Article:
News and Updates


UNC Chamber Choir Concert – May 11, 2016


The University of Northern Colorado Chamber Choir will be making a stop at Chino Valley United Methodist Church for a concert at 7:00pm on May 11, 2016 as part of their Southwest Performance Tour. The Conductor, Dr. Jill Burgett, will choose from a wide range of musical selections and will be accompanied by Katie Hughes. The UNC Chamber Choir is comprised of 26 collegiate students from Colorado, Arizona, Texas, Wisconsin, and China.

The concert is being co-sponsored by the Chino Valley High School Choir Directed by Dr. M. Dee Wilkins.

There is no charge for this concert.

Chamber Choir Tour Programs

Click on the link above to download or view a copy of the program. It will display in Microsoft Word or Wordpad and LibreOffice Writer.


The CVHS Choir

Accompanist: Glennis Miller


Varsity Choir:
Bartling, Cameron R
Clark, Sidney L
Cluff, Gavin E
Dickinson, Codie J
Gonzales, Mercy L
Jackson, Joshua R
Lemcke, David M
Mastin, Alexis L
Moore, Ciara R
Rowitsch, Alaina E
Stevens, Kaytlin M
Stevenson, Clayton
Wilkins, Jade B

Bel Canto:
Athelli, Remy C
Ballard, Rebecca L
Daniels, Addie L
Dunn, Phoebe L
Feipel, Alyssa K
Fonda, Carly M
Gomez, Makayla A
Hawks, Coury M
Kirkland, Kacie A
Knippenberg, Taylor J
Kronz, Chloe R
Millsap, Leah F
O’Neil, Sarah G
Olguin Ocampo, Marycarmen
Peterson, Danielle M
Pullins, Mya G
Putnam, Elizabeth
Tupper, Rebecca L
Tyler, Audrey V
Wilkins, Jerilynn
Woodburn, Jordyn M

Select Members of Concert Choir:
Anthony Valley
Christian Banister
Patrick Bradshaw

Final Harvest Concert – February 15, 2016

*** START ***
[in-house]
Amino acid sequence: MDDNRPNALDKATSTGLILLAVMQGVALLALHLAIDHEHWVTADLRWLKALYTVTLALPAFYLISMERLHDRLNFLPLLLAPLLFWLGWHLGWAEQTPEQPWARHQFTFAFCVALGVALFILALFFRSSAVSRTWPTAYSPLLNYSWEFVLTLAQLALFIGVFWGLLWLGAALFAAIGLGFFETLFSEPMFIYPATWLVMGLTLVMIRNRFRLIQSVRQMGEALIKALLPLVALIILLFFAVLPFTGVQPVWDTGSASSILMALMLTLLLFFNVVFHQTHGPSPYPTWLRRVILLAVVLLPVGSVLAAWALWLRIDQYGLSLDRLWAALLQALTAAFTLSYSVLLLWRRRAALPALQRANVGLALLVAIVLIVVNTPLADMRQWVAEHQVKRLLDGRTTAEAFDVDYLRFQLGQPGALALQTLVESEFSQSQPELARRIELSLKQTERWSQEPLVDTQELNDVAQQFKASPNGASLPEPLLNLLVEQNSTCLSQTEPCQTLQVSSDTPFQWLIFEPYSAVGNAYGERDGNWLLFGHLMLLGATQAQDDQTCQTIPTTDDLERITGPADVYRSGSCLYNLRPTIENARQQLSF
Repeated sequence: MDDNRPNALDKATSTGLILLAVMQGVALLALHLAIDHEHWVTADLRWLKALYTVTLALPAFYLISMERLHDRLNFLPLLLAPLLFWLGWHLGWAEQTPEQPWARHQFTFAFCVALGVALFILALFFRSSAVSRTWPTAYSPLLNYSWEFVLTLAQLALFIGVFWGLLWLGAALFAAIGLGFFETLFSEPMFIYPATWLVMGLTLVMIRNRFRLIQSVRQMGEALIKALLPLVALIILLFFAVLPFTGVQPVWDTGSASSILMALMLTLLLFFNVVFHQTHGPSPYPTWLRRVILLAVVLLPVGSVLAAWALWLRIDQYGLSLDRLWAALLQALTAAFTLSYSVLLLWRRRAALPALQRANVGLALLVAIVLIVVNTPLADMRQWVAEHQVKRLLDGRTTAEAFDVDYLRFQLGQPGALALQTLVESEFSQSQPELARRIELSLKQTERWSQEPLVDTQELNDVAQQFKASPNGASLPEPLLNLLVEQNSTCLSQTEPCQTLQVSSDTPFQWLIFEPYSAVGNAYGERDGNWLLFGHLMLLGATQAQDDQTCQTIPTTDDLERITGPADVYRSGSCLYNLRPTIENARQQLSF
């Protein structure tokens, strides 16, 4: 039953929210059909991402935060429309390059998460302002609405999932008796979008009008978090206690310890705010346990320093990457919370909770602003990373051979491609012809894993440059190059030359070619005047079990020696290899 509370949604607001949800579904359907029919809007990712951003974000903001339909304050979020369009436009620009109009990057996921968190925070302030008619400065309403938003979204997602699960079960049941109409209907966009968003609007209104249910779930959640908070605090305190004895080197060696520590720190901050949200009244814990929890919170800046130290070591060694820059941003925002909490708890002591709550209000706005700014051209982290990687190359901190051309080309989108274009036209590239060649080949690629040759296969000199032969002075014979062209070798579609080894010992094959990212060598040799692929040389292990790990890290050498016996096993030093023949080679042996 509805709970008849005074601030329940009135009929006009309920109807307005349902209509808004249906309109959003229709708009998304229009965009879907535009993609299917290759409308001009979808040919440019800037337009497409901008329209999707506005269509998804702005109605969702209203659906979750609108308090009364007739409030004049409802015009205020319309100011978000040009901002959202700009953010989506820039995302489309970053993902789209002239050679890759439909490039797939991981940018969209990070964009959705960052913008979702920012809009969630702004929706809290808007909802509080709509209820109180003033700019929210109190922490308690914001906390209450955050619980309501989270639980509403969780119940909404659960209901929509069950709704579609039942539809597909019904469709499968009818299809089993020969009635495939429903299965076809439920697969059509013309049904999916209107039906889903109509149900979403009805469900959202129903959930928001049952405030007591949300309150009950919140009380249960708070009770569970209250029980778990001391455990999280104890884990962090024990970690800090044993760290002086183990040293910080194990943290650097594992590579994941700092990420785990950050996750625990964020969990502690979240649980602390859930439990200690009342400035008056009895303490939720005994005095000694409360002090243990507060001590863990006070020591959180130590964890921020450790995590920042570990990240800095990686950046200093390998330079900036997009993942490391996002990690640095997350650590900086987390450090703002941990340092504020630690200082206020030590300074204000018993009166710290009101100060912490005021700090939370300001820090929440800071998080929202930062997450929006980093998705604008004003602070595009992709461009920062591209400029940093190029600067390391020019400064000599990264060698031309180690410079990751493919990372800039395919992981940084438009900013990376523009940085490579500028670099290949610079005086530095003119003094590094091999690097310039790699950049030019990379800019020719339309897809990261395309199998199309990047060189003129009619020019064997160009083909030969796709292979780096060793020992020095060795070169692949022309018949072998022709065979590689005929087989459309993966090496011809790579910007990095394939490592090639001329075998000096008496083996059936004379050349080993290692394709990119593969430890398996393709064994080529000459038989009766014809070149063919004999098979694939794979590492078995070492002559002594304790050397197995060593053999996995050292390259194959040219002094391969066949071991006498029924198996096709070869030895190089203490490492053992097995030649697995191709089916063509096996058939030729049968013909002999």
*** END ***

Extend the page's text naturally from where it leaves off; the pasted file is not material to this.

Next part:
Final Harvest

Final Harvest will present a family-oriented musical program at 3:00 pm, Saturday, February 27, at the Chino Valley United Methodist Church. Through their unique and intricate harmonies, Final Harvest communicates the Gospel of Jesus, the Messiah; the same yesterday, today, and forever (Hebrews 13:8).

Their wide range of music style includes southern gospel, contemporary, original, classical, and inspirational music. Their love for God and all with whom they come in contact cannot be denied. The message of God’s last call for His final harvest, rather than the music, is of utmost importance and the reason why they sing.

Everyone is welcome to come and enjoy their music and message. A love offering will be received, and light refreshments served after the program.

A Brief History of the Christian Church

When Christianity took hold in the Roman Empire, doctrine had yet to be fixed. A council is an assembly of theologians and church dignitaries called together to discuss the doctrine of the church. There have been 21 councils of what became the Catholic Church (17 before 1453).

Problems of interpretation (part of the doctrinal issues), emerged when theologians tried to rationally explain the simultaneously divine and humans aspects of Christ. This was especially hard to do without resorting to pagan concepts.

The first council of Nicea (Nicaea) ended on July (or August) 25, 325 A.D. Participants designated it the first ecumenical council.

Lasting two months (perhaps having begun on May 20), and held in Nicea, Bithynia* (in Anatolia, modern Turkey), 318 bishops attended it, according to Athanasius (bishop from 328-273). Three-hundred-eighteen is a symbolic number providing one participant for every member of the Biblical Abraham’s family.

The Nicene Creed is a profession of faith widely used in Christian liturgy. It is called that because it was adopted the First Council of Nicaea in a form different from the form used today in the Catholic Church, the Eastern Orthodox Church, the Church of the East, the Oriental Orthodox churches, the Anglican Communion and Protestant denominations.

The Apostles’ Creed is another early statement of Christian belief, a creed or “symbol”. It is widely used by a number of Christian denominations for both liturgical and catechetical purposes, most visibly by liturgical Churches of Western tradition, including the Roman Catholic Church, Lutheranism, Anglicanism, and Western Rite Orthodoxy. It is also used by Presbyterians, Methodists, and Congregationalists.

The Apostles’ Creed was based on Christian theological understanding of the Canonical gospels, the letters of the New Testament and to a lesser extent the Old Testament.